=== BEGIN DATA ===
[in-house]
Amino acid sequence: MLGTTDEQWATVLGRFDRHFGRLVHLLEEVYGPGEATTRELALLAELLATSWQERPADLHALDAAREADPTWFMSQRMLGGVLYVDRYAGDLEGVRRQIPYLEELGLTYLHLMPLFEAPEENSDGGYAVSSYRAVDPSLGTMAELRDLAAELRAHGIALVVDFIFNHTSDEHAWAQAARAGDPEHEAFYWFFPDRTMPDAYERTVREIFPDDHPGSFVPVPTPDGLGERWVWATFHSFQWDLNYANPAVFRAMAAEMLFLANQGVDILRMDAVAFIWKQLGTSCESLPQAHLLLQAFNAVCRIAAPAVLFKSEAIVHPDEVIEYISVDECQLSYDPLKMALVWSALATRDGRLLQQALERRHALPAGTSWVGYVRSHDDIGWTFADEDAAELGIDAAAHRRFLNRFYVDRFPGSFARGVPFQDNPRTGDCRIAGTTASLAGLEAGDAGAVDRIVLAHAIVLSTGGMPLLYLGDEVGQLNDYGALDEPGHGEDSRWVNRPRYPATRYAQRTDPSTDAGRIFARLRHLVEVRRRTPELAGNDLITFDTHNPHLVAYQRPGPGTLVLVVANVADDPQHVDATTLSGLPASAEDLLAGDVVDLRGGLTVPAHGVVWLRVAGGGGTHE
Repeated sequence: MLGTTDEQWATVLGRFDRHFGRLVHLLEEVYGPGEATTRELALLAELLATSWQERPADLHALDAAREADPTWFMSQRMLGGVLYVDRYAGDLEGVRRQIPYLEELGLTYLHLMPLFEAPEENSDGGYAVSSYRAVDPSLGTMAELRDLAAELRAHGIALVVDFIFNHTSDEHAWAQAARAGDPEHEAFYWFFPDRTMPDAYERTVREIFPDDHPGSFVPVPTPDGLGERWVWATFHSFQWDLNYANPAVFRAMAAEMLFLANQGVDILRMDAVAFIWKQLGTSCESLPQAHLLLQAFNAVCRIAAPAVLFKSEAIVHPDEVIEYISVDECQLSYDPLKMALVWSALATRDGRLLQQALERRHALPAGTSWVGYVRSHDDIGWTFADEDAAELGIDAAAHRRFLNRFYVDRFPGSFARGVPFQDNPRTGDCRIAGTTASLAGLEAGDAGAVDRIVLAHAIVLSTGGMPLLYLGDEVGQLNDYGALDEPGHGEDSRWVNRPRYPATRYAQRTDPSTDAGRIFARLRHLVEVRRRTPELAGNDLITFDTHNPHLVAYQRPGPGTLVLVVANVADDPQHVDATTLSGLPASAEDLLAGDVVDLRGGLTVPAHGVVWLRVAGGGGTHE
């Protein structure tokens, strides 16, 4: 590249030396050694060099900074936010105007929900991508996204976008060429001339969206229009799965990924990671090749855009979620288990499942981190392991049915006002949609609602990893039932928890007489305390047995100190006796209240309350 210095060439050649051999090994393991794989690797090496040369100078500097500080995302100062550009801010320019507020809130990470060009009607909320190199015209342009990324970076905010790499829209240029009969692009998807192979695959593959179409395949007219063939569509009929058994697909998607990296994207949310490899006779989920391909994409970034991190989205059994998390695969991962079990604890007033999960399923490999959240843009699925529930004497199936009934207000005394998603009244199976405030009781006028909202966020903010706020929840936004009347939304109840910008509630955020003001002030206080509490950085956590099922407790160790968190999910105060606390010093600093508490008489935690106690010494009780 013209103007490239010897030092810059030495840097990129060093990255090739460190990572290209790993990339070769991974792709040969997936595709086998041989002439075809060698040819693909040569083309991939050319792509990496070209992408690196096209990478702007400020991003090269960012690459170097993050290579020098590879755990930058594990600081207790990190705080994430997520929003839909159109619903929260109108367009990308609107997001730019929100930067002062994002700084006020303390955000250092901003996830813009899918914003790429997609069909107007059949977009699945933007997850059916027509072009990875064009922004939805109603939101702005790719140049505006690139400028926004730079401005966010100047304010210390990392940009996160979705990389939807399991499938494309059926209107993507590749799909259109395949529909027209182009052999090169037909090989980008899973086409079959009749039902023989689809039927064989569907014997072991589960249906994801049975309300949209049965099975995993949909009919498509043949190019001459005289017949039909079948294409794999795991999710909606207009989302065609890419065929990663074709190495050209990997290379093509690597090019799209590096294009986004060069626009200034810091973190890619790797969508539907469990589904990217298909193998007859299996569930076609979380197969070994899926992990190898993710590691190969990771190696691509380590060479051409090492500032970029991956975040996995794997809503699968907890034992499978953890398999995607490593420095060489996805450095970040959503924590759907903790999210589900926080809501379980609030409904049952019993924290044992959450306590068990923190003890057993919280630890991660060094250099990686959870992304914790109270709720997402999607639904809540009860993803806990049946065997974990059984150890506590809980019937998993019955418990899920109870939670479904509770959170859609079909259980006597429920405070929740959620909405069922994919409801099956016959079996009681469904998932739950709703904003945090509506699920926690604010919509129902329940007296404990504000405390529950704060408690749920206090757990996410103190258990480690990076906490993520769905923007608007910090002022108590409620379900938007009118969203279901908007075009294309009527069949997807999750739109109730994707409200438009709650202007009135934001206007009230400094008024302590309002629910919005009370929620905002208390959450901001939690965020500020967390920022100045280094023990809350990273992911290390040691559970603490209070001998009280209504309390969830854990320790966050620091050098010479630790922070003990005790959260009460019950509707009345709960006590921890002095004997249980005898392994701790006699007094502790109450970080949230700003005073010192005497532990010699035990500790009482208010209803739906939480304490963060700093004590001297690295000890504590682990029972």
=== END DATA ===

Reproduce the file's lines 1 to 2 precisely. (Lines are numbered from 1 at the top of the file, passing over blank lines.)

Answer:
[in-house]
Amino acid sequence: MLGTTDEQWATVLGRFDRHFGRLVHLLEEVYGPGEATTRELALLAELLATSWQERPADLHALDAAREADPTWFMSQRMLGGVLYVDRYAGDLEGVRRQIPYLEELGLTYLHLMPLFEAPEENSDGGYAVSSYRAVDPSLGTMAELRDLAAELRAHGIALVVDFIFNHTSDEHAWAQAARAGDPEHEAFYWFFPDRTMPDAYERTVREIFPDDHPGSFVPVPTPDGLGERWVWATFHSFQWDLNYANPAVFRAMAAEMLFLANQGVDILRMDAVAFIWKQLGTSCESLPQAHLLLQAFNAVCRIAAPAVLFKSEAIVHPDEVIEYISVDECQLSYDPLKMALVWSALATRDGRLLQQALERRHALPAGTSWVGYVRSHDDIGWTFADEDAAELGIDAAAHRRFLNRFYVDRFPGSFARGVPFQDNPRTGDCRIAGTTASLAGLEAGDAGAVDRIVLAHAIVLSTGGMPLLYLGDEVGQLNDYGALDEPGHGEDSRWVNRPRYPATRYAQRTDPSTDAGRIFARLRHLVEVRRRTPELAGNDLITFDTHNPHLVAYQRPGPGTLVLVVANVADDPQHVDATTLSGLPASAEDLLAGDVVDLRGGLTVPAHGVVWLRVAGGGGTHE